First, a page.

Photo credit: Marcy Guiragossian
Photo credit: Marcy Guiragossian
All the Funky President’s Men
14 Sep 2002: BB King's Blues Club New York
On The One all things are possible. That was the Daily Word spread once again by the P-Funk Mob at Times Square’s hottest spot on Saturday, 14 September. Parliament-Funkadelic’s return to Gotham is far more than pure cause for celebration; it’s the holiest communion possible considering that they’re America’s greatest band (yes, even above the ABB) and probably the planet’s most important and enduring musical institution in the postwar era (take note Glimmer Twins). The nucleus of veteran players that make the All-Stars run, featuring Lige Curry on bass in his purple and gold kufi and the dreadlocked and shade-hidden Dewayne “Blackbyrd” McKnight on guitar—joined in waves by the Lollipop Man, Cordell “Boogie” Mosson and Billy “Bass” Nelson et al, appeared to skronk and scratch their way into an amorphous instrumental. Then the blue lights rose and “Mothership Connection (Star Child)” proceeded to dominate the first third of the show.
Soon Garry “Doo Wop” Shider landed in his diaper, guitar and cigarette in hand, to reassure the Ole Skool funkateers (read black, for the most part) in the “hizzouse” that all would not be lost in the sea of frat boys and underage white jamband fans overcrowding the dance floor. Shortly followed by the Queen of The Mob, Belita Woods in a tinsel-brimmed hat worthy of (the real) Voodoo King Doctor John, Shider skillfully and subtly piloted the band to various shoals of everything from speeded-up r&b to heavy metal to rockabilly and the verge of bluegrass (newer member Eric McFadden, a dreadlock brotha with a soul patch, supplied mandolin). The nod to current street sounds came via Dirty South “bounce” & Clinton’s later recitation of likeminded heir Mystikal’s hit “Bouncin’ Back”. Uncle Jam’s Army traded off guitars of turquoise, purple and quicksilver, while the rhythm section remained in lockstep, patented/immortalized synth squiggles and farts came from the left and the much beloved horn section raised the whole wild scene beyond the Cosmos.
“Funkentelechy” holds the groove, droning simultaneously with “Undisco Kidd”:
Lady Belita scats and sings in the gap between Tina Turner and Rose Stone: She’s bad, the girl is bad . . .
Let the Amen Corner sang: Move, your sexy body
Baby, let me see you move it all across the floor
Move, your sexy body
Every time you wiggle you hear the men holler for more
The girl is bad!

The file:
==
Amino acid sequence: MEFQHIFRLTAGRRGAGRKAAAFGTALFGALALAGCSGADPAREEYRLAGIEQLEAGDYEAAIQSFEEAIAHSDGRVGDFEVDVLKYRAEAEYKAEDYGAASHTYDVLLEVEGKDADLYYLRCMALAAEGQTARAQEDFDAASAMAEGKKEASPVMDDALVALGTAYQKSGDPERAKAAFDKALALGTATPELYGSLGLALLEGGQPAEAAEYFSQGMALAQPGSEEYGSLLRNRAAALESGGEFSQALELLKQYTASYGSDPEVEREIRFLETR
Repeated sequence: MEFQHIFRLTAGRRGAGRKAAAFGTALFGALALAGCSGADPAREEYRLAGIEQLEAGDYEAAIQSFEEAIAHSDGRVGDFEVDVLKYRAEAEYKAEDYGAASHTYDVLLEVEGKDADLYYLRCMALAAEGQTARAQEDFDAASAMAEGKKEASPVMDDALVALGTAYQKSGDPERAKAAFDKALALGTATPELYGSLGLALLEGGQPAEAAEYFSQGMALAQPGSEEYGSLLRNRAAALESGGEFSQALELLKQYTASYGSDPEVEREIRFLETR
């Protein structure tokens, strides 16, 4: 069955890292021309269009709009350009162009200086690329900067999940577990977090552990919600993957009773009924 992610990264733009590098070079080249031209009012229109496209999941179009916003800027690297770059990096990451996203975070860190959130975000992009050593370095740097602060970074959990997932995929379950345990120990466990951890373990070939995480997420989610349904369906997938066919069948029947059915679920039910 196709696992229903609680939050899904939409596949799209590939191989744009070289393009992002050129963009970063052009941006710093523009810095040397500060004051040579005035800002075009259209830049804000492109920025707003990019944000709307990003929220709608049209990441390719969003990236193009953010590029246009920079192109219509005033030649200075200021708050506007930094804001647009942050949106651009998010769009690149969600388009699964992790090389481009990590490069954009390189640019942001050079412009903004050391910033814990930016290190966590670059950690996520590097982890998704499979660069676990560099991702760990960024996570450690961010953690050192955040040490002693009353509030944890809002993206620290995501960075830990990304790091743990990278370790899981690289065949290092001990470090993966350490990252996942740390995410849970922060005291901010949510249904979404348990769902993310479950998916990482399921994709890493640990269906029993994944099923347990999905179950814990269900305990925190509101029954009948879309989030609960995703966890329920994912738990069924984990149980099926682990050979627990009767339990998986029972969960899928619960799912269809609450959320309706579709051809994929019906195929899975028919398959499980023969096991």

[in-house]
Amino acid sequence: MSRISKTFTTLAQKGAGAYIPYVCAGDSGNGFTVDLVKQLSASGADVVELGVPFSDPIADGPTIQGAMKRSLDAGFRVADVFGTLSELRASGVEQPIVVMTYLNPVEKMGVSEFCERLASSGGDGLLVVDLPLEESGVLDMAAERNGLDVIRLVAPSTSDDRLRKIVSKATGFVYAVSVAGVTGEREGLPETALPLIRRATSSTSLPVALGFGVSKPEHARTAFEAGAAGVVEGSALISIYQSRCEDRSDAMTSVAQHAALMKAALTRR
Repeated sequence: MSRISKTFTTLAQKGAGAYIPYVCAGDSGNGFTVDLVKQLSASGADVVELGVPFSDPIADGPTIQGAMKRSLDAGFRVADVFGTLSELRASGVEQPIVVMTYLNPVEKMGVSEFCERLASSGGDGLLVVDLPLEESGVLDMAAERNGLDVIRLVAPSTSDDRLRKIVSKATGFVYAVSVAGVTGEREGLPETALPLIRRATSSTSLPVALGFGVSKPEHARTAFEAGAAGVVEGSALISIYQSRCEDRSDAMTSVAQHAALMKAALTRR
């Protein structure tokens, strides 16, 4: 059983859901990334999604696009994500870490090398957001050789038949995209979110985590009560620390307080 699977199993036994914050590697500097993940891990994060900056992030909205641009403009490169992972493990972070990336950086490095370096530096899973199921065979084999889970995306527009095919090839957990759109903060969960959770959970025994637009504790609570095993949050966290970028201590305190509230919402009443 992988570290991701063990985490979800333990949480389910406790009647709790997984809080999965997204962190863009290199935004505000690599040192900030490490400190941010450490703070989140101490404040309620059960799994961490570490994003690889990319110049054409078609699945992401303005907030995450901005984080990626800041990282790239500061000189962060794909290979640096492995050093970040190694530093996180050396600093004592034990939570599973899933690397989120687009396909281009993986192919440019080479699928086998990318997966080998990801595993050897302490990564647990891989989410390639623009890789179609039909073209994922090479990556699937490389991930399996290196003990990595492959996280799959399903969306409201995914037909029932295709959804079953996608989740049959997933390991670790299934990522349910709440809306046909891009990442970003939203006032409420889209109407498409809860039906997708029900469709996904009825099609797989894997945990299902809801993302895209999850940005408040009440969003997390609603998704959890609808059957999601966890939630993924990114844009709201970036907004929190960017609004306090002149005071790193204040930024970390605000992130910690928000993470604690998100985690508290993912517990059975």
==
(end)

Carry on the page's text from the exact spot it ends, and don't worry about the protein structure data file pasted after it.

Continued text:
A few steps back in the lineage that has more recently produced Flavor Flav and Andre 3000, Shider, rotund belly protruding, served as the flesh and sonic embodiment of Eshú, heralding the Coming of the Master of Ceremonies George Clinton aka Dr. Funkenstein, the Funky President etc etc.
In time everybody’s favorite psychedelic Pied Piper Clinton did arrive to cheers, devil horns and worshipful bowing from the sector (including this critic) that treat The Funk as faith. “Funkentelechy” holds the groove. Thus far, those who knew the Script and had been baptized in the P-Funk’s sacred profane for 15 years or more, ceaselessly came with the chants and exhortations coined or co-opted by Clinton in the 1970s when the descent of the Mothership was High Mass: “Ain’t no party like a P-Funk party cause a P-Funk party don’t stop!”, “Swing down, sweet chariot stop and let me ride”, “Shit, goddam, get off your ass and jam!”, and of course, simply, “We want the Funk, Give up the Funk!”
Ole George didn’t even have to call ‘em out and Sir Nose D’Voidoffunk was kept at bay until his customary release for “Atomic Dog” towards show’s end. Meanwhile, the bulk of the evening was taken up with a focus on Parliament hits—á la “Bop Gun (Endangered Species)”—familiar to the Youth through the relentless sampling by former N.W.A. members Dr. Dre and Ice Cube, as well as Dre’s one-time protégé Snoop Dogg aka Snoop Scorsese (?!), although such staples as “Flashlight” were mysteriously shelved. Sadly, for these ears, no “Night Of The Thumpasorus Peoples”, a song I heard very well done at my first P-Funk concert, back in 1990 (perhaps my first in the City). On the Funkadelic end of the spectrum, no “Knee Deep” and, criminally, no “Cosmic Slop” but “One Nation Under A Groove” resounded particularly vitally and emotionally those few days after the 9/11 memorials (the Funky Prez’ red, white and blue-starred Fubu jersey seemed to reflect those undercurrents). Clinton’s granddaughter popped up to rap about the myriad pleasures of marijuana—“Somethin’ Stank And I Want Some”—which got a horde of support from the dance floor crowd especially; has this rap won a Doobie or a Jammy yet?